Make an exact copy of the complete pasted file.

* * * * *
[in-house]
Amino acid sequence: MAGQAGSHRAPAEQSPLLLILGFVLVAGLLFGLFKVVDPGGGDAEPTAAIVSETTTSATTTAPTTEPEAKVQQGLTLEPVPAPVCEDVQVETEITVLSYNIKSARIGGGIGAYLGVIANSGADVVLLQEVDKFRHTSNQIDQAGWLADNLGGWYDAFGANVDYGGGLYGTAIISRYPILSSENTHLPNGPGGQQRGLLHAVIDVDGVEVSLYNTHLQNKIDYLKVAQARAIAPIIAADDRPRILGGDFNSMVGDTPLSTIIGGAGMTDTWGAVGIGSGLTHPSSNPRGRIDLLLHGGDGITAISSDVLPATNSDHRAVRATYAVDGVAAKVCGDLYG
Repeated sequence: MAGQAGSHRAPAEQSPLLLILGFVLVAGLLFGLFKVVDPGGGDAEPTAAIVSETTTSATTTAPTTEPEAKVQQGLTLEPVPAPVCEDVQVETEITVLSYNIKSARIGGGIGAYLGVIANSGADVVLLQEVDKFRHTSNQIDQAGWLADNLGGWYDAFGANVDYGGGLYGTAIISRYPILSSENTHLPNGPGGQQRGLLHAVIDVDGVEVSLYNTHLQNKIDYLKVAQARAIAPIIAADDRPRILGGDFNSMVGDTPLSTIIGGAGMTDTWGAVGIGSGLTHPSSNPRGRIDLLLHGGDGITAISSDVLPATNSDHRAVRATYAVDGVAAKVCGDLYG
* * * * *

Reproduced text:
[in-house]
Amino acid sequence: MAGQAGSHRAPAEQSPLLLILGFVLVAGLLFGLFKVVDPGGGDAEPTAAIVSETTTSATTTAPTTEPEAKVQQGLTLEPVPAPVCEDVQVETEITVLSYNIKSARIGGGIGAYLGVIANSGADVVLLQEVDKFRHTSNQIDQAGWLADNLGGWYDAFGANVDYGGGLYGTAIISRYPILSSENTHLPNGPGGQQRGLLHAVIDVDGVEVSLYNTHLQNKIDYLKVAQARAIAPIIAADDRPRILGGDFNSMVGDTPLSTIIGGAGMTDTWGAVGIGSGLTHPSSNPRGRIDLLLHGGDGITAISSDVLPATNSDHRAVRATYAVDGVAAKVCGDLYG
Repeated sequence: MAGQAGSHRAPAEQSPLLLILGFVLVAGLLFGLFKVVDPGGGDAEPTAAIVSETTTSATTTAPTTEPEAKVQQGLTLEPVPAPVCEDVQVETEITVLSYNIKSARIGGGIGAYLGVIANSGADVVLLQEVDKFRHTSNQIDQAGWLADNLGGWYDAFGANVDYGGGLYGTAIISRYPILSSENTHLPNGPGGQQRGLLHAVIDVDGVEVSLYNTHLQNKIDYLKVAQARAIAPIIAADDRPRILGGDFNSMVGDTPLSTIIGGAGMTDTWGAVGIGSGLTHPSSNPRGRIDLLLHGGDGITAISSDVLPATNSDHRAVRATYAVDGVAAKVCGDLYG